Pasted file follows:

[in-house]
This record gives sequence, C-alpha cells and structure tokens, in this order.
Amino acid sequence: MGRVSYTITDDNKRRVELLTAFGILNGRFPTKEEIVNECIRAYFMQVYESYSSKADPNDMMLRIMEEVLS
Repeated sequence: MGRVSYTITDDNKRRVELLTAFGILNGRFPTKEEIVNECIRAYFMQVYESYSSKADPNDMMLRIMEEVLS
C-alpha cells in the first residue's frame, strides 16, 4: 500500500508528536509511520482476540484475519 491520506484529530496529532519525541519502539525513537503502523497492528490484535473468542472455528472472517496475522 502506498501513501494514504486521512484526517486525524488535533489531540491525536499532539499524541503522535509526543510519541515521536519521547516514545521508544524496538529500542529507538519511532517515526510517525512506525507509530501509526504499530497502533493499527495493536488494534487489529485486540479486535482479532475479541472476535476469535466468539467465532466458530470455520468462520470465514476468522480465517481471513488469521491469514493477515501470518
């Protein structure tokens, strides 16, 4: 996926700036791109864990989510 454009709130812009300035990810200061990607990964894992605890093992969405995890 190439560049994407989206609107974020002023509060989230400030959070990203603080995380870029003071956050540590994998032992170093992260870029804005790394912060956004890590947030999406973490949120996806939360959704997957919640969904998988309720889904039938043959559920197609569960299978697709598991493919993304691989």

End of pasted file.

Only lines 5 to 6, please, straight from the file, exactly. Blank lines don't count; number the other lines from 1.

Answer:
C-alpha cells in the first residue's frame, strides 16, 4: 500500500508528536509511520482476540484475519 491520506484529530496529532519525541519502539525513537503502523497492528490484535473468542472455528472472517496475522 502506498501513501494514504486521512484526517486525524488535533489531540491525536499532539499524541503522535509526543510519541515521536519521547516514545521508544524496538529500542529507538519511532517515526510517525512506525507509530501509526504499530497502533493499527495493536488494534487489529485486540479486535482479532475479541472476535476469535466468539467465532466458530470455520468462520470465514476468522480465517481471513488469521491469514493477515501470518
């Protein structure tokens, strides 16, 4: 996926700036791109864990989510 454009709130812009300035990810200061990607990964894992605890093992969405995890 190439560049994407989206609107974020002023509060989230400030959070990203603080995380870029003071956050540590994998032992170093992260870029804005790394912060956004890590947030999406973490949120996806939360959704997957919640969904998988309720889904039938043959559920197609569960299978697709598991493919993304691989």